One of the common devices used to shut down modern political debate is to defer to the experts. ‘Experts’ say we should eat less salt. So government should act to regulate salt content in food. ‘Experts’ say we are drinking too much. So government should impose a minimum alcohol price. ‘Experts’ say childcare is increasingly unaffordable for many people. So government should subsidise it.
The noticeable thing about all three of the examples above is the huge leap of faith made somewhere between the first and second sentence.
We’ve all heard these types of argument before. Objecting to their premise is met with ridicule. A recent example I encountered went something like this: “Opposition to government involvement in industrial policy is a purely ideological position. What matters is what works.”
There are two easily identifiable problems with this position:
1) All ideologies claim that they work – otherwise they would be completely meaningless. What matters is what the original aims are and for whom they work.
2) The statement assumes intervention is the role of government, which in itself is an ideological position
For example, you could have a green energy programme which creates jobs in green energy and lowers our carbon emissions. But it might increase energy costs and reduce jobs elsewhere through the requirement for government subsidies and the increased cost of electricity. It therefore only “works” if you think the first points here constitute the primary aims. In other words, the leap of faith is presuming that the aim of the policy is somehow not an ideological judgement, and assuming that government should undertake this role. It denies the clear trade-offs which are taken in any policy position.
Where interventionists go further is that they then make it sound like any opposition to more government is dangerous, wrong, and ignorant to evidence presented by said experts.
Some of us, however, value freedom as an end in itself. Not just because we think it leads to the best outcomes economically or socially, but because we believe that freedom is a valued outcome which should be considered when judging policy. This is a point US conservative Jonah Goldberg has made powerfully – if we think about it, we soon realise we do all value freedom. We wouldn’t tolerate government taking 100% of our income to spend, for example, so at some point all people put economic freedom as a real freedom. Likewise, we would all regard freedom of speech and movement as important. Our differences occur because some of us value these freedoms as more important than other considerations.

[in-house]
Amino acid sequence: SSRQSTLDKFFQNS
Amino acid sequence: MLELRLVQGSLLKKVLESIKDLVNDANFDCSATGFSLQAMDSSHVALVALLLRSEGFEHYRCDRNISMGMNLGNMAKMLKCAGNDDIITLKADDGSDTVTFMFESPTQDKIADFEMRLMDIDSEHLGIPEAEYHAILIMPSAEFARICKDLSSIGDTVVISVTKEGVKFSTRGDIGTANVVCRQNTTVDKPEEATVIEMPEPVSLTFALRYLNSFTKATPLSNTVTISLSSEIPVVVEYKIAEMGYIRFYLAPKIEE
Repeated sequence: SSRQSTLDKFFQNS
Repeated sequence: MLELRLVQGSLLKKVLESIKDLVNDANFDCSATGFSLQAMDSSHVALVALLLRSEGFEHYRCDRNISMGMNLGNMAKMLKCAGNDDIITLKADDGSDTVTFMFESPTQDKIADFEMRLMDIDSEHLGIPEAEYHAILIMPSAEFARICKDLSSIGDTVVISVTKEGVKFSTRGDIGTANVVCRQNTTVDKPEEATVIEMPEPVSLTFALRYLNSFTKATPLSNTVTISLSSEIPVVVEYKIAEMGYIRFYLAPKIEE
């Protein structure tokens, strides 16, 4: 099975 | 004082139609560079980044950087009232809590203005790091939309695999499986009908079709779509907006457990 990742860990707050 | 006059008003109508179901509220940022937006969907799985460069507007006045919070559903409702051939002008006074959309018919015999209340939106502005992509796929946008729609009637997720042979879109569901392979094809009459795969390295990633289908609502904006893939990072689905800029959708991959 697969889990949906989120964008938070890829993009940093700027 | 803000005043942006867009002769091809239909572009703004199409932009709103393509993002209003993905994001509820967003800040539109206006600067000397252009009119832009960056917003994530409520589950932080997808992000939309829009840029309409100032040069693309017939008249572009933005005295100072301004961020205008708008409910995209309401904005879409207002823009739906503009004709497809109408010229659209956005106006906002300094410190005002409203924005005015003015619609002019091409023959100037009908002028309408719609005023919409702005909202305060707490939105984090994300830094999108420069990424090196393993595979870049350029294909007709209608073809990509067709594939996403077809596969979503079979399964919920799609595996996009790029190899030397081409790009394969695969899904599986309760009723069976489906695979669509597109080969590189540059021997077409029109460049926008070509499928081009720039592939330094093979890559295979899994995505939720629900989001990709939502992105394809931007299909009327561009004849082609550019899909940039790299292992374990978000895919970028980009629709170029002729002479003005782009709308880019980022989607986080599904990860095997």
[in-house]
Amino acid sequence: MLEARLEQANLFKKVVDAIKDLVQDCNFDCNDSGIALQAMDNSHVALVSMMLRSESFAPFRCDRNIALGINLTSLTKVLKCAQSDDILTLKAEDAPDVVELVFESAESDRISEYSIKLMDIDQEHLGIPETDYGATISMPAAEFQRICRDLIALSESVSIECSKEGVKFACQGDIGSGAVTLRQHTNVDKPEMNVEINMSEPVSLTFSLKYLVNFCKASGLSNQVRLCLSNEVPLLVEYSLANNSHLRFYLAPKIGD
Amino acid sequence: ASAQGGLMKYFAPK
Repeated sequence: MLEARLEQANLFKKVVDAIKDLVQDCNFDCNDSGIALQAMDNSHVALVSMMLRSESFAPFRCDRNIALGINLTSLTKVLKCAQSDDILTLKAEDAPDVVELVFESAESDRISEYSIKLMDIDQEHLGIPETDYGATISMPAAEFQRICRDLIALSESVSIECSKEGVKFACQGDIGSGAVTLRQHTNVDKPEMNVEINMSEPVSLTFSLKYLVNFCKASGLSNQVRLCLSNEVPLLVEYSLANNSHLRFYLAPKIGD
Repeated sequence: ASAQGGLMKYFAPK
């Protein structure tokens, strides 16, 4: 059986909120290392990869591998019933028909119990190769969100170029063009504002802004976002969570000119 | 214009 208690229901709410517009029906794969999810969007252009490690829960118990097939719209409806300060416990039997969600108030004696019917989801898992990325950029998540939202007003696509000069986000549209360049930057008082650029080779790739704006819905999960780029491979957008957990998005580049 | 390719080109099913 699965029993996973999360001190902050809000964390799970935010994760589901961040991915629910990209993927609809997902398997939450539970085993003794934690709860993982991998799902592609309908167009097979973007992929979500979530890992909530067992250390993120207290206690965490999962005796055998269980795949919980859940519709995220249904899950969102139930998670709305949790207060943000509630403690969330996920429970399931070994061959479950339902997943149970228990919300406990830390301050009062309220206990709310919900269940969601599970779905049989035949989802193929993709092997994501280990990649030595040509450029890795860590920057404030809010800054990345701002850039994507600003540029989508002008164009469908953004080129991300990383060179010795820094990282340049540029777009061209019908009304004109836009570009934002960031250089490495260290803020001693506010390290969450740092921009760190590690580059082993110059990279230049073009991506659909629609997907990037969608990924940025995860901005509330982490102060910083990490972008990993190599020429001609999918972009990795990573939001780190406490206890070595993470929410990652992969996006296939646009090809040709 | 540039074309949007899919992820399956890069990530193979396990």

This relates to today’s Leveson announcement as well. Many people are making the arguments over whether self-regulation ‘works’ and whether it needs to be replaced by statutory regulation. But in doing so, they are giving much more weight to the justifiable concern for the recent victims of phone-hacking than to the principle of press freedom, and all the benefits that entails, more broadly. They play down the trade-offs. Furthermore they are assuming that the proper role of government is to regulate, or oversee regulation of press output. This, in itself, is an ideological position.
Which brings us back to the starting point of this blog. Whenever there are self-identified problems in the UK, you can always be sure that someone will call for state interference or regulation to cure it. Not only does this assume that regulation solves the problem (seemingly ignoring issues like regulatory capture and the record of the other bodies like the FSA), but it also assumes that this is a justifiable role of government. The second stage, in deflecting any criticism on freedom grounds by deferring to proposed independent experts, is used as cover for these original ideological judgement calls. As such it is profoundly undemocratic.